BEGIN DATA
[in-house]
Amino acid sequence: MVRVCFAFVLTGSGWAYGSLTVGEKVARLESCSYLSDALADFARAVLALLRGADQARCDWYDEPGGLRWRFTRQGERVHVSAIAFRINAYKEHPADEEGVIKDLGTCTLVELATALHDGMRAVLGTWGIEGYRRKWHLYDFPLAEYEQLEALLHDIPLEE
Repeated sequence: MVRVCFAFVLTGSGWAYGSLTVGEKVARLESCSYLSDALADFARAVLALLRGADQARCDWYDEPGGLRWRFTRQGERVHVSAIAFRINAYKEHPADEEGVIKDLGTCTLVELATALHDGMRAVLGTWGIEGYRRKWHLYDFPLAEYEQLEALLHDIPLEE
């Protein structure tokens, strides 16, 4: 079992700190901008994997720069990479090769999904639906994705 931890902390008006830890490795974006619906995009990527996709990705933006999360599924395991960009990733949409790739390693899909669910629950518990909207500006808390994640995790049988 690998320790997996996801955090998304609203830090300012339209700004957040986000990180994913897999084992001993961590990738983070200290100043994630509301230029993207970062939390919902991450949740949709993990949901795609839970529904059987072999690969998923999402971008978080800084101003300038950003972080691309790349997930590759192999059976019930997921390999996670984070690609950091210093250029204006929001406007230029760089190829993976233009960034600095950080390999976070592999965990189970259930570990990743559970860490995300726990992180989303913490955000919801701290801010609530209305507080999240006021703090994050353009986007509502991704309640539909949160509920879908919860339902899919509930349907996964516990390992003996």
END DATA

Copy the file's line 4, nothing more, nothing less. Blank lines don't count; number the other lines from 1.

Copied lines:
């Protein structure tokens, strides 16, 4: 079992700190901008994997720069990479090769999904639906994705 931890902390008006830890490795974006619906995009990527996709990705933006999360599924395991960009990733949409790739390693899909669910629950518990909207500006808390994640995790049988 690998320790997996996801955090998304609203830090300012339209700004957040986000990180994913897999084992001993961590990738983070200290100043994630509301230029993207970062939390919902991450949740949709993990949901795609839970529904059987072999690969998923999402971008978080800084101003300038950003972080691309790349997930590759192999059976019930997921390999996670984070690609950091210093250029204006929001406007230029760089190829993976233009960034600095950080390999976070592999965990189970259930570990990743559970860490995300726990992180989303913490955000919801701290801010609530209305507080999240006021703090994050353009986007509502991704309640539909949160509920879908919860339902899919509930349907996964516990390992003996």